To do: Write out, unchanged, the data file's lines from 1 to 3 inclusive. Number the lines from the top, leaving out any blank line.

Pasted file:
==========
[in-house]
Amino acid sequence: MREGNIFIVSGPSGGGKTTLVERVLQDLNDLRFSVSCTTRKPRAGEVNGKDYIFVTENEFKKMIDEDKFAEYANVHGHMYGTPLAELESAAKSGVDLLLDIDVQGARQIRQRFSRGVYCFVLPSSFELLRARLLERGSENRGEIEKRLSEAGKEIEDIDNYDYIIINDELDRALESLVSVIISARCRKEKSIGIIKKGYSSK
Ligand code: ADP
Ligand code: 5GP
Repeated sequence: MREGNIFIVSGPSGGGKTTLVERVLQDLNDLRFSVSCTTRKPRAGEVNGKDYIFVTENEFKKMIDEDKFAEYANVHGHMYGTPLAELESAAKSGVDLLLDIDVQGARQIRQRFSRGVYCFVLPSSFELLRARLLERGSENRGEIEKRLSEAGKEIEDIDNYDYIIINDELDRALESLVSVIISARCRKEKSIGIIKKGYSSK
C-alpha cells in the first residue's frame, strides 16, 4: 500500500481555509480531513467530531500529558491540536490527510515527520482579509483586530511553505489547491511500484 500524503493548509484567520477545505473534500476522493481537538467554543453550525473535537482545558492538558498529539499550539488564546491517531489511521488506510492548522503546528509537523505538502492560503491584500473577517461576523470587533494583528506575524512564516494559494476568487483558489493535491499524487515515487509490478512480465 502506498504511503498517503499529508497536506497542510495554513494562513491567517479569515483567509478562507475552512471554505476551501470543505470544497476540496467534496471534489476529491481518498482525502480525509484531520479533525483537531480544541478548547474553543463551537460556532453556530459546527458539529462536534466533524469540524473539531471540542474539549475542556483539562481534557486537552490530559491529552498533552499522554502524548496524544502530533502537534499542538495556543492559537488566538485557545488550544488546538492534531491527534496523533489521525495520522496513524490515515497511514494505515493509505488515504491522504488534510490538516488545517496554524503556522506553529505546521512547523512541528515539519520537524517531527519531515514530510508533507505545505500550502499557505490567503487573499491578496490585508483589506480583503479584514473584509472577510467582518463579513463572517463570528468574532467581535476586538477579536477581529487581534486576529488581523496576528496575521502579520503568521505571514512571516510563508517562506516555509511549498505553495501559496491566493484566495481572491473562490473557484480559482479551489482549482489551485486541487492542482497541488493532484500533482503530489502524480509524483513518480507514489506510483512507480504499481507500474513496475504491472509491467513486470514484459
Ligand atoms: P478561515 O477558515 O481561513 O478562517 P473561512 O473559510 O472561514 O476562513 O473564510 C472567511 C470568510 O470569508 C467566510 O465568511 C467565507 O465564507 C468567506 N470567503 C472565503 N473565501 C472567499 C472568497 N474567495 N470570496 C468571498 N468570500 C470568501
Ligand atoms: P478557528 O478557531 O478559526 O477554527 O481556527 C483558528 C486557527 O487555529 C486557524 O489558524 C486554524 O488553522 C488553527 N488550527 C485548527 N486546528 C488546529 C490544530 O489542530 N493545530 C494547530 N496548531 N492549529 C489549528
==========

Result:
[in-house]
Amino acid sequence: MREGNIFIVSGPSGGGKTTLVERVLQDLNDLRFSVSCTTRKPRAGEVNGKDYIFVTENEFKKMIDEDKFAEYANVHGHMYGTPLAELESAAKSGVDLLLDIDVQGARQIRQRFSRGVYCFVLPSSFELLRARLLERGSENRGEIEKRLSEAGKEIEDIDNYDYIIINDELDRALESLVSVIISARCRKEKSIGIIKKGYSSK
Ligand code: ADP